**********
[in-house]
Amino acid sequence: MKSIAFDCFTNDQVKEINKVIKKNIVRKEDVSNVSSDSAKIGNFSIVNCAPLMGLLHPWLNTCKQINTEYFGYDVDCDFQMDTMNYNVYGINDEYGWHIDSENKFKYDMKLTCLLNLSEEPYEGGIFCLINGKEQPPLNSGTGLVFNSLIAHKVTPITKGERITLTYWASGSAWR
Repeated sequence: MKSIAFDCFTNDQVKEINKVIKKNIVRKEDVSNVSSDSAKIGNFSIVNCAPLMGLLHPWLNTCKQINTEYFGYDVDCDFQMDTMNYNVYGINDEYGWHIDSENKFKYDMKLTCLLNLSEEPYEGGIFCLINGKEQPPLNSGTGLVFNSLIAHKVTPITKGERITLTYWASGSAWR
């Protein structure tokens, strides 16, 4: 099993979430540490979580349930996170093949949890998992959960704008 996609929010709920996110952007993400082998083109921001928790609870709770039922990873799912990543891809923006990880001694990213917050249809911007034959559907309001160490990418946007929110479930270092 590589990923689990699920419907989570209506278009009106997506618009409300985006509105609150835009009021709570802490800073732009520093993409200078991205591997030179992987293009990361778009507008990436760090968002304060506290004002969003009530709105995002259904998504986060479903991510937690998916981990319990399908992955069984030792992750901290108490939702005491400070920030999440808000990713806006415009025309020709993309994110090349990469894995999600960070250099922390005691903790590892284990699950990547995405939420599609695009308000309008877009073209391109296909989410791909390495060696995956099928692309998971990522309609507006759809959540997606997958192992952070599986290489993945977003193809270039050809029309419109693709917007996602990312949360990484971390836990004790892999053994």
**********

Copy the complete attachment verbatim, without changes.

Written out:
[in-house]
Amino acid sequence: MKSIAFDCFTNDQVKEINKVIKKNIVRKEDVSNVSSDSAKIGNFSIVNCAPLMGLLHPWLNTCKQINTEYFGYDVDCDFQMDTMNYNVYGINDEYGWHIDSENKFKYDMKLTCLLNLSEEPYEGGIFCLINGKEQPPLNSGTGLVFNSLIAHKVTPITKGERITLTYWASGSAWR
Repeated sequence: MKSIAFDCFTNDQVKEINKVIKKNIVRKEDVSNVSSDSAKIGNFSIVNCAPLMGLLHPWLNTCKQINTEYFGYDVDCDFQMDTMNYNVYGINDEYGWHIDSENKFKYDMKLTCLLNLSEEPYEGGIFCLINGKEQPPLNSGTGLVFNSLIAHKVTPITKGERITLTYWASGSAWR
């Protein structure tokens, strides 16, 4: 099993979430540490979580349930996170093949949890998992959960704008 996609929010709920996110952007993400082998083109921001928790609870709770039922990873799912990543891809923006990880001694990213917050249809911007034959559907309001160490990418946007929110479930270092 590589990923689990699920419907989570209506278009009106997506618009409300985006509105609150835009009021709570802490800073732009520093993409200078991205591997030179992987293009990361778009507008990436760090968002304060506290004002969003009530709105995002259904998504986060479903991510937690998916981990319990399908992955069984030792992750901290108490939702005491400070920030999440808000990713806006415009025309020709993309994110090349990469894995999600960070250099922390005691903790590892284990699950990547995405939420599609695009308000309008877009073209391109296909989410791909390495060696995956099928692309998971990522309609507006759809959540997606997958192992952070599986290489993945977003193809270039050809029309419109693709917007996602990312949360990484971390836990004790892999053994």